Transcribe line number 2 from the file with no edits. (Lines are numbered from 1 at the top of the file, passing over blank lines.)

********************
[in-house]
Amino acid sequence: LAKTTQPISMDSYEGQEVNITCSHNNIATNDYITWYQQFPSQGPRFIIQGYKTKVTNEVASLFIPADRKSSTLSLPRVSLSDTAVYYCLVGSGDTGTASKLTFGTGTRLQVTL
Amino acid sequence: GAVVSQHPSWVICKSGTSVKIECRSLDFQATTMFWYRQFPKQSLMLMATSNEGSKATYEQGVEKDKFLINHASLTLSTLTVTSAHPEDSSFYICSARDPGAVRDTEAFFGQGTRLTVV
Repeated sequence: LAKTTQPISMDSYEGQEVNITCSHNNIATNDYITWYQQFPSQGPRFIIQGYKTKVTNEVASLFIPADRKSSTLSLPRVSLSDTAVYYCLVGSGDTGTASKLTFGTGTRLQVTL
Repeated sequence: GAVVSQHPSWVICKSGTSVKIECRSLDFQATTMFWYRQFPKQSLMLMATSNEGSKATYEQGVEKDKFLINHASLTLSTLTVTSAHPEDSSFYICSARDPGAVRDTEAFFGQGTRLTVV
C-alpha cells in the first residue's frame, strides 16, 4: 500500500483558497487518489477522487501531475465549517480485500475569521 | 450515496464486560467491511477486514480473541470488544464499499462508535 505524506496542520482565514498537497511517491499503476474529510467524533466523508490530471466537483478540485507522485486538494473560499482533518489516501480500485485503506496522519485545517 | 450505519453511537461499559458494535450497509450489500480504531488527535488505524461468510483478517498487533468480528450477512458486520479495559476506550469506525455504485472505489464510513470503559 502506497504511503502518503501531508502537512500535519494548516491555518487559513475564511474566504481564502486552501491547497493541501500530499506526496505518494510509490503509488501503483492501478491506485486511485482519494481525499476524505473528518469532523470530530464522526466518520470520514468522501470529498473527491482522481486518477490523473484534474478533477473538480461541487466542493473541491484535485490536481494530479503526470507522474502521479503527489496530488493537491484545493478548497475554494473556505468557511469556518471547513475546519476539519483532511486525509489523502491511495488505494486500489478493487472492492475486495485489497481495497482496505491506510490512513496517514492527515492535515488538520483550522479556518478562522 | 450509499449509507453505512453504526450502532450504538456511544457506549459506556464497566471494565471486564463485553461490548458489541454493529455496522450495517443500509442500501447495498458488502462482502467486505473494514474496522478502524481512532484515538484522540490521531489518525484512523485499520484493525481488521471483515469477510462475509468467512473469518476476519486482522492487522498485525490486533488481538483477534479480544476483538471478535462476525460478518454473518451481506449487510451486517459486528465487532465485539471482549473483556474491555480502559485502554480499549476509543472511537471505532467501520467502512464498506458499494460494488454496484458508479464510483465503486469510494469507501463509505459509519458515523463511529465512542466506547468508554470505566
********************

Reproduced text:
Amino acid sequence: LAKTTQPISMDSYEGQEVNITCSHNNIATNDYITWYQQFPSQGPRFIIQGYKTKVTNEVASLFIPADRKSSTLSLPRVSLSDTAVYYCLVGSGDTGTASKLTFGTGTRLQVTL